The internet has offered an unparalleled opportunity for people in different countries to communicate with one another leading to an explosion in the exchange of ideas.
The technologies and platforms that support this communication have themselves spawned a huge range of new words in various different languages. And although it may infuriate many language pedants, users are dropping some of the inconvenient grammatical conventions in order to search for information online and communicate with others more efficiently.
In English, the use of acronyms has increased substantially and even older users are aware of terms such as LOL (laugh out loud) and ROFL (roll on the floor laughing) but words are also being shortened or misspelt. Illogical spellings on some words like ‘through’ are being replaced with more logical ones such as ‘thru’ in a drive for greater efficiency. This is also happening on a bigger scale with languages that use a large number of accents in their words.
In Spanish, users are starting to replace “qué” (what) with “q,” and the word “más” (more) is often reduced to a simple “+.” However, in many languages the accents are important since they change the meaning of words. For instance, In Spanish, “Inglés” means English while “Ingles” means groin.
The impact of accents on international search marketing?
We’ve completed keyword research projects for both paid and organic search on behalf of our clients and the use of accents in words and whether they are used by users in the target audience comes up a lot. Google claims that when a searcher enters a query that includes a word with accented characters, their algorithms consider web pages that contain versions of that word both with and without the accent.
So in theory, accented words should return the same results as those without the accents. However, in reality organic results can differ slightly and paid results can differ drastically depending on the keyterm and language and how the ads and pages are set up set up and optimised. So brands need to ensure that they’re considering accents in their international SEO and PPC strategies. To put this into context, consider the following examples:
A quick look in Google’s Keyword Planner shows that more than twice the number of French users search for “women’s clothing” (“vêtements femme”) without the accent.
And according to Google Trends, there’s been a much larger increase in the number of French users using the non-accented version.
This is even more drastic in the world of travel with 33 times as many users dropping the accent when searching for “cheap hotels” (“hôtel pas cher”).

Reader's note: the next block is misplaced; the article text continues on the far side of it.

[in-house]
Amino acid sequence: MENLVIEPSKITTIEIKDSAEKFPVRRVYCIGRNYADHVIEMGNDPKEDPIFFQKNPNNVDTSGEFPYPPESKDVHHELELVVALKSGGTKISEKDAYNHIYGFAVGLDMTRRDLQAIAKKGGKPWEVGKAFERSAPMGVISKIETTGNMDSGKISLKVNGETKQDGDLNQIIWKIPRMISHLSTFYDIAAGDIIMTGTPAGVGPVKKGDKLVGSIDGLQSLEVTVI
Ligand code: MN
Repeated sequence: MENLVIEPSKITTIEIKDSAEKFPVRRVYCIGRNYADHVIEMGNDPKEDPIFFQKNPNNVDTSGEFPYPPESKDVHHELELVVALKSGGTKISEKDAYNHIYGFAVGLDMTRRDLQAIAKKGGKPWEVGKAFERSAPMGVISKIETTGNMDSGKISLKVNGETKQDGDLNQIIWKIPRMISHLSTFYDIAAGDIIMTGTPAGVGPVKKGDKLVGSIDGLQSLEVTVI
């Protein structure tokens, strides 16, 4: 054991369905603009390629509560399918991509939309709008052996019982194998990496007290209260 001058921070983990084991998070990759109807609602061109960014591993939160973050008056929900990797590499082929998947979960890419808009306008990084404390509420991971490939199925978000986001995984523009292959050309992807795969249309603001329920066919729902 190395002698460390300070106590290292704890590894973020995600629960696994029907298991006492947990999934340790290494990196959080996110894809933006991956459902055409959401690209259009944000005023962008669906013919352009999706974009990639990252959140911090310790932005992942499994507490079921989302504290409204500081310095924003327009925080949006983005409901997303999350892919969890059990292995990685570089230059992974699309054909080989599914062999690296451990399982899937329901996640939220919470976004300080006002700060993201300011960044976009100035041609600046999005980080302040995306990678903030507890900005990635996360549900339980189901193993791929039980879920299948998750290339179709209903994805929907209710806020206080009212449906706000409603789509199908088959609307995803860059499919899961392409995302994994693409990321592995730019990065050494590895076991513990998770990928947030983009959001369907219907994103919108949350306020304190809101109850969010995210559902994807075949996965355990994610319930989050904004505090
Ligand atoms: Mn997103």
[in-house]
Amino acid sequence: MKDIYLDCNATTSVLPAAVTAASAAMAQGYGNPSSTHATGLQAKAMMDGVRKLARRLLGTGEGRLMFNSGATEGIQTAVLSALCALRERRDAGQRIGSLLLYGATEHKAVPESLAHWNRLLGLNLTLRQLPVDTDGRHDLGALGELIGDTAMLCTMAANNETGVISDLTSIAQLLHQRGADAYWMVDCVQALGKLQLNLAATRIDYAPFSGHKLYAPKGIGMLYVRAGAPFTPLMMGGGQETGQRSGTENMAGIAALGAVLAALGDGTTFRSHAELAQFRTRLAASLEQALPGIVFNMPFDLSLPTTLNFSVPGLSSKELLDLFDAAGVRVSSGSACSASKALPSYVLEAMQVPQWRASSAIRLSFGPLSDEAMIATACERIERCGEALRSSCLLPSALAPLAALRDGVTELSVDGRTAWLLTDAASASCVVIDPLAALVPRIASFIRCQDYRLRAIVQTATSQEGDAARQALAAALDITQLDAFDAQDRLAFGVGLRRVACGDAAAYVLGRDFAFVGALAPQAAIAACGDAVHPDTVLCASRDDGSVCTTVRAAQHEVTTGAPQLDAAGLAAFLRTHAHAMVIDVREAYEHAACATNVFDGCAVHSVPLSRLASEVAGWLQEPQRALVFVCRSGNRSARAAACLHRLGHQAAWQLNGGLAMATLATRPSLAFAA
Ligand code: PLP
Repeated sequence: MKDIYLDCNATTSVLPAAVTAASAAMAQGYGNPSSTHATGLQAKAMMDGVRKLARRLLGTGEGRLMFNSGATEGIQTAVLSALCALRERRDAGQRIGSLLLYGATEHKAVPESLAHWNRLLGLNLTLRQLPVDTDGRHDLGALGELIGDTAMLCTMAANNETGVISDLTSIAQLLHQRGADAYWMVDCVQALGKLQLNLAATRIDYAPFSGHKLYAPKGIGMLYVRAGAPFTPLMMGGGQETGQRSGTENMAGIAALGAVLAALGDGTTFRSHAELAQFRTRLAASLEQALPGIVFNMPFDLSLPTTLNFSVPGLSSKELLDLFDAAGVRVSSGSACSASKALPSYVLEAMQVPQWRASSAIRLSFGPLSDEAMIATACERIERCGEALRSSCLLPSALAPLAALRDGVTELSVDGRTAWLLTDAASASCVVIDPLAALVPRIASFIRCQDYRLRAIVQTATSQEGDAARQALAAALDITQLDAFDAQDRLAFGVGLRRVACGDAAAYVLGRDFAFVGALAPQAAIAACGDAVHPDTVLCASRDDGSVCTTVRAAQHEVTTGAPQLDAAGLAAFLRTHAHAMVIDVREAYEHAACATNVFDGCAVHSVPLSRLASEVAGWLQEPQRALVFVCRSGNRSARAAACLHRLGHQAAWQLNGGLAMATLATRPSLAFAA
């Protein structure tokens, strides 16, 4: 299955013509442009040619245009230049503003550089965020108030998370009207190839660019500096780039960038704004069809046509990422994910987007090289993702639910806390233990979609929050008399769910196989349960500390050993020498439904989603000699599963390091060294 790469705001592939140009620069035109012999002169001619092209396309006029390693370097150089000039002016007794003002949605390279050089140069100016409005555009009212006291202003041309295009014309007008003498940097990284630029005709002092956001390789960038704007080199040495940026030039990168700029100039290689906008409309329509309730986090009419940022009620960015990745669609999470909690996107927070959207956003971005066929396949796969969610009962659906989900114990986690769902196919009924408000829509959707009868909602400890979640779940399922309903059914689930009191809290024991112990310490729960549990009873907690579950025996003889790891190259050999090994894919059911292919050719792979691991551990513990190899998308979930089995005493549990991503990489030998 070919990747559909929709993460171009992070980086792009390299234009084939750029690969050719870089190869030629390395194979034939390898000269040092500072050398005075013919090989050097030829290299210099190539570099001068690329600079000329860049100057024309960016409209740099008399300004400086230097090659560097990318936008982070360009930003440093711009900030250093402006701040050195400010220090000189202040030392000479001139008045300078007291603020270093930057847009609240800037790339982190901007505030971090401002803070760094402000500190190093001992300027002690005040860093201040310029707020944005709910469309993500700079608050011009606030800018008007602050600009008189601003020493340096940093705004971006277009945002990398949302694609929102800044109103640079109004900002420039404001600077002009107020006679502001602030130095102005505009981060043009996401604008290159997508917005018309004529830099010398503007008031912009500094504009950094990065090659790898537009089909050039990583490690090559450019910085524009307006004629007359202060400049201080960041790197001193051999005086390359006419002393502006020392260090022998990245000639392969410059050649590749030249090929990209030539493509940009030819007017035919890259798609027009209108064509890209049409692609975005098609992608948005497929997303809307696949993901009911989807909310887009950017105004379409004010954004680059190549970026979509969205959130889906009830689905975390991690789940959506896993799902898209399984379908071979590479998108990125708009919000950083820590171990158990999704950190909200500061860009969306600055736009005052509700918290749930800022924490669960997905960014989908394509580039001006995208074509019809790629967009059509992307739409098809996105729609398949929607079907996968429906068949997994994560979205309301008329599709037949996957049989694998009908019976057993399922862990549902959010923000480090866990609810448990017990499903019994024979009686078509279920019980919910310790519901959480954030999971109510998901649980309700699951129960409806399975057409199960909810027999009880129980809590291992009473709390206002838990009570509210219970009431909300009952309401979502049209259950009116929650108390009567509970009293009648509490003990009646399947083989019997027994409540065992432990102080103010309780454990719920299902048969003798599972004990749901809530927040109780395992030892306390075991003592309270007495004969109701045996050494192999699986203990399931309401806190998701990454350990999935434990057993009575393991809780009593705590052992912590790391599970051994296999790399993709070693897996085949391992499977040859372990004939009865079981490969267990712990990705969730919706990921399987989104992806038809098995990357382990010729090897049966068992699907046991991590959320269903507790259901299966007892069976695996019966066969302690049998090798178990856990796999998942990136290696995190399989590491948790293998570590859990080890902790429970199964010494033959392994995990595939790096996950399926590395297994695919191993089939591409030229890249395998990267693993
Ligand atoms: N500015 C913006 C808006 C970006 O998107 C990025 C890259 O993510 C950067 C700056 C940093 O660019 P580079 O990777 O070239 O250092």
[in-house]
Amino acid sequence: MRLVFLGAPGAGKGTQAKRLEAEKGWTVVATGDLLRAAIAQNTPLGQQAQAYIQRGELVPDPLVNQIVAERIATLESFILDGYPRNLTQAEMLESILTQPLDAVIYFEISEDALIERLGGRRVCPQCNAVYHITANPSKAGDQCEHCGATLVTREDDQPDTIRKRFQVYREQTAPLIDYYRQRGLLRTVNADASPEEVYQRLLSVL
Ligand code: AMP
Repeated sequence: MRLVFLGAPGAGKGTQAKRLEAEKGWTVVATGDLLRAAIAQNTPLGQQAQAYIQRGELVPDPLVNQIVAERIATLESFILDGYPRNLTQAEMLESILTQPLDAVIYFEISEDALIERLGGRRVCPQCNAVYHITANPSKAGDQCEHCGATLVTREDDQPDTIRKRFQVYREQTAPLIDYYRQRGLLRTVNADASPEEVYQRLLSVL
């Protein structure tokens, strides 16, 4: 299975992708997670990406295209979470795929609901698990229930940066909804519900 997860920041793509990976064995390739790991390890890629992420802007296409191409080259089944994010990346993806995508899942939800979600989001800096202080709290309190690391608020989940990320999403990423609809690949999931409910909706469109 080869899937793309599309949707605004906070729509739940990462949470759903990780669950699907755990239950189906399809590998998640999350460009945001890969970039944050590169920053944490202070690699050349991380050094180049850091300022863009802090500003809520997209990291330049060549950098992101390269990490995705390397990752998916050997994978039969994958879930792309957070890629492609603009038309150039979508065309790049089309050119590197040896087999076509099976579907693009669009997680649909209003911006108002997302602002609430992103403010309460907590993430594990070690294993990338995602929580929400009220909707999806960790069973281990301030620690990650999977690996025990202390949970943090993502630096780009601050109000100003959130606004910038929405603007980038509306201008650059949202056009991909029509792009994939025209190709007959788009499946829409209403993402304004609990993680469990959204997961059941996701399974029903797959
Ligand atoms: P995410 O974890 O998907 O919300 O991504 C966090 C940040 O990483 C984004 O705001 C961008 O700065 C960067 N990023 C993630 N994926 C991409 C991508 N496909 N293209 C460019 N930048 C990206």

Similarly, Google Trends shows that the use of accents in cheap hotel related searches has not shown the same increases as non-accented search terms.
Italian users are much more likely than their French cousins to use accents when searching for information online. However, they too drop accents on many searches.
Searches for Corfu hotels by Italians using the keyterm “hotel Corfù” show a very similar number of users searching with the accent and without – although more users currently include the accent.
But Google Trends does indicate that there is a widening gap between users of accents and those that have taken a more convenient approach and used non-accented characters.
We’ve seen similar behaviour and trends in the Spanish market for fashion. For example, Spanish users are more almost five times more likely to use the search term “cinturon” when they search for “belt” than “cinturón” – the correct grammatical spelling.
And Google Trends also shows the non-accented search term showing much more rapid usage over time.
Similarly, the number of Spaniards searching for “cheap plane tickets” in their native language – which is “billetes de avión baratos” – predominantly do so without the accent. In fact, there are over nine times more searches for those terms without accents.
While Google Trends shows that most Spanish users have always neglected to add the accent when searching for “cheap plane tickets” in their native language – although strangely, there appears to have been a small increase in the use of accents for users searching for these terms since 2013. Which perhaps brings us onto our next point.
In defence of grammar
Not everyone is happy with accents being removed from their words and a few defenders of the Spanish language are now using the internet as a way to fight back.
This week, Twitter and the Fundación del Español Urgente, a Spanish non-profit that seeks to guide internet users in the proper use Spanish, launched a campaign to promote accents in hashtags.
The hashtag #acentúate, which translates to “accent yourself,” was tweeted 16,000 times in the first 24 hours of the campaign on Sept. 17, including a mention by Antonio Banderas.